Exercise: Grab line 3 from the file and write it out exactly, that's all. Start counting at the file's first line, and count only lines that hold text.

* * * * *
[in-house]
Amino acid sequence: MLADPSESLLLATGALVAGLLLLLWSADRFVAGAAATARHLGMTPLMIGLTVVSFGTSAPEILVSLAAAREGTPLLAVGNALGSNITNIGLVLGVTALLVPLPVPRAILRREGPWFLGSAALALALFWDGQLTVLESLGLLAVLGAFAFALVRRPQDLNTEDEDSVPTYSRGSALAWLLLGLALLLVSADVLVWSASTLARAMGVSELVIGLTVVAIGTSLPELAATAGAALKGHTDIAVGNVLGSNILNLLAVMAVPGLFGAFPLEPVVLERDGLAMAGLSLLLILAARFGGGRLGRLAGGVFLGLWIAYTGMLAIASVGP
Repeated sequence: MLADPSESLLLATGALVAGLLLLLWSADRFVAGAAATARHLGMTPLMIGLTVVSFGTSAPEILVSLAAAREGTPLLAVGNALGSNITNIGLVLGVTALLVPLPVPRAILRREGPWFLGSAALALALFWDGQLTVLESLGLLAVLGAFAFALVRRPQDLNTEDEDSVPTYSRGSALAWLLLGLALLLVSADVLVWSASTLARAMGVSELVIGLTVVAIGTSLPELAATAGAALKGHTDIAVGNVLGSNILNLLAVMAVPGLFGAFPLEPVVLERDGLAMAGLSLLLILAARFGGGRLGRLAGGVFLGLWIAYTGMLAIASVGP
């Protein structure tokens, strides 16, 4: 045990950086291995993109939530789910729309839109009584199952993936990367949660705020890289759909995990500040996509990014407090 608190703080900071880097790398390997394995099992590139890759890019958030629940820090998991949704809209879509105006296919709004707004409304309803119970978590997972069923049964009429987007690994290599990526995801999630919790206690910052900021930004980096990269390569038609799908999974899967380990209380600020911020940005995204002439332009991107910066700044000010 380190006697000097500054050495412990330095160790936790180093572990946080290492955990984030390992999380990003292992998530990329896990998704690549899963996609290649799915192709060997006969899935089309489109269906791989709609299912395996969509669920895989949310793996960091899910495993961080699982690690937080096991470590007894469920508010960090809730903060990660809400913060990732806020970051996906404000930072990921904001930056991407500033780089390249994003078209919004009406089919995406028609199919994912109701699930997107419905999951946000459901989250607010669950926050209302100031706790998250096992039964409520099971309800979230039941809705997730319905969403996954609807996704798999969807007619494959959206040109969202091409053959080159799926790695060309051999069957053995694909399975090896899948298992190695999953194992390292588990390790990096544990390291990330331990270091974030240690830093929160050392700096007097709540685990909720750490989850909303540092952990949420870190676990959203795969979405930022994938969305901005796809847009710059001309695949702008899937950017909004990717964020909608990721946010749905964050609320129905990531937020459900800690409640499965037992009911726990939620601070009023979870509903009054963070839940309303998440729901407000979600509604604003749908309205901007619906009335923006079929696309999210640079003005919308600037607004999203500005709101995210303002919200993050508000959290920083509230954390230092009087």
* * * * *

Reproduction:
Repeated sequence: MLADPSESLLLATGALVAGLLLLLWSADRFVAGAAATARHLGMTPLMIGLTVVSFGTSAPEILVSLAAAREGTPLLAVGNALGSNITNIGLVLGVTALLVPLPVPRAILRREGPWFLGSAALALALFWDGQLTVLESLGLLAVLGAFAFALVRRPQDLNTEDEDSVPTYSRGSALAWLLLGLALLLVSADVLVWSASTLARAMGVSELVIGLTVVAIGTSLPELAATAGAALKGHTDIAVGNVLGSNILNLLAVMAVPGLFGAFPLEPVVLERDGLAMAGLSLLLILAARFGGGRLGRLAGGVFLGLWIAYTGMLAIASVGP